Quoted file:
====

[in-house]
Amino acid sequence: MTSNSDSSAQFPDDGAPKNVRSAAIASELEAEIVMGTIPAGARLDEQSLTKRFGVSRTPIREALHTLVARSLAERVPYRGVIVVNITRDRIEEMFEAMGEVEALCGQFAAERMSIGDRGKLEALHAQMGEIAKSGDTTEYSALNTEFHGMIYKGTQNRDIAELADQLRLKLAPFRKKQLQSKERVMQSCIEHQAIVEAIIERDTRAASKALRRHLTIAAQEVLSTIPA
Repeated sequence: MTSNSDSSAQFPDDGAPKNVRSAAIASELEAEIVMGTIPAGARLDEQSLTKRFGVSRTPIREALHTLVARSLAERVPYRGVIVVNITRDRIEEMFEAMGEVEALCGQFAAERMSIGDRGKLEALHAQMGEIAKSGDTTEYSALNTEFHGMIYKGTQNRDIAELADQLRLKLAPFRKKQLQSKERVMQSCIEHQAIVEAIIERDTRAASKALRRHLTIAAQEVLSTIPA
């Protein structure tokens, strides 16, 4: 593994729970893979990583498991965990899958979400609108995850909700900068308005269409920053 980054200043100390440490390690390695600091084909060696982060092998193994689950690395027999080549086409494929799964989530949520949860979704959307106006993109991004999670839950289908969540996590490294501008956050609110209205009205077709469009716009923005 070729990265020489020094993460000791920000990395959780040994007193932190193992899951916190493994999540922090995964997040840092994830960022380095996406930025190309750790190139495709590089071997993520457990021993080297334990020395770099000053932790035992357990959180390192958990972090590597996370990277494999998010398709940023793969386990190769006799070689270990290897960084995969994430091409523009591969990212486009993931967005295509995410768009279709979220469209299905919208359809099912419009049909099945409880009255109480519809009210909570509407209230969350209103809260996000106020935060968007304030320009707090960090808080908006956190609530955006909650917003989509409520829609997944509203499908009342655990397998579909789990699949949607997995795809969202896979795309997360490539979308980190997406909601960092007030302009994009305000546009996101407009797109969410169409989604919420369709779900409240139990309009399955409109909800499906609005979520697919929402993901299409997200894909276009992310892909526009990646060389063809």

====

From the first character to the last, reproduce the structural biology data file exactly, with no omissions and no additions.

[in-house]
Amino acid sequence: MTSNSDSSAQFPDDGAPKNVRSAAIASELEAEIVMGTIPAGARLDEQSLTKRFGVSRTPIREALHTLVARSLAERVPYRGVIVVNITRDRIEEMFEAMGEVEALCGQFAAERMSIGDRGKLEALHAQMGEIAKSGDTTEYSALNTEFHGMIYKGTQNRDIAELADQLRLKLAPFRKKQLQSKERVMQSCIEHQAIVEAIIERDTRAASKALRRHLTIAAQEVLSTIPA
Repeated sequence: MTSNSDSSAQFPDDGAPKNVRSAAIASELEAEIVMGTIPAGARLDEQSLTKRFGVSRTPIREALHTLVARSLAERVPYRGVIVVNITRDRIEEMFEAMGEVEALCGQFAAERMSIGDRGKLEALHAQMGEIAKSGDTTEYSALNTEFHGMIYKGTQNRDIAELADQLRLKLAPFRKKQLQSKERVMQSCIEHQAIVEAIIERDTRAASKALRRHLTIAAQEVLSTIPA
């Protein structure tokens, strides 16, 4: 593994729970893979990583498991965990899958979400609108995850909700900068308005269409920053 980054200043100390440490390690390695600091084909060696982060092998193994689950690395027999080549086409494929799964989530949520949860979704959307106006993109991004999670839950289908969540996590490294501008956050609110209205009205077709469009716009923005 070729990265020489020094993460000791920000990395959780040994007193932190193992899951916190493994999540922090995964997040840092994830960022380095996406930025190309750790190139495709590089071997993520457990021993080297334990020395770099000053932790035992357990959180390192958990972090590597996370990277494999998010398709940023793969386990190769006799070689270990290897960084995969994430091409523009591969990212486009993931967005295509995410768009279709979220469209299905919208359809099912419009049909099945409880009255109480519809009210909570509407209230969350209103809260996000106020935060968007304030320009707090960090808080908006956190609530955006909650917003989509409520829609997944509203499908009342655990397998579909789990699949949607997995795809969202896979795309997360490539979308980190997406909601960092007030302009994009305000546009996101407009797109969410169409989604919420369709779900409240139990309009399955409109909800499906609005979520697919929402993901299409997200894909276009992310892909526009990646060389063809």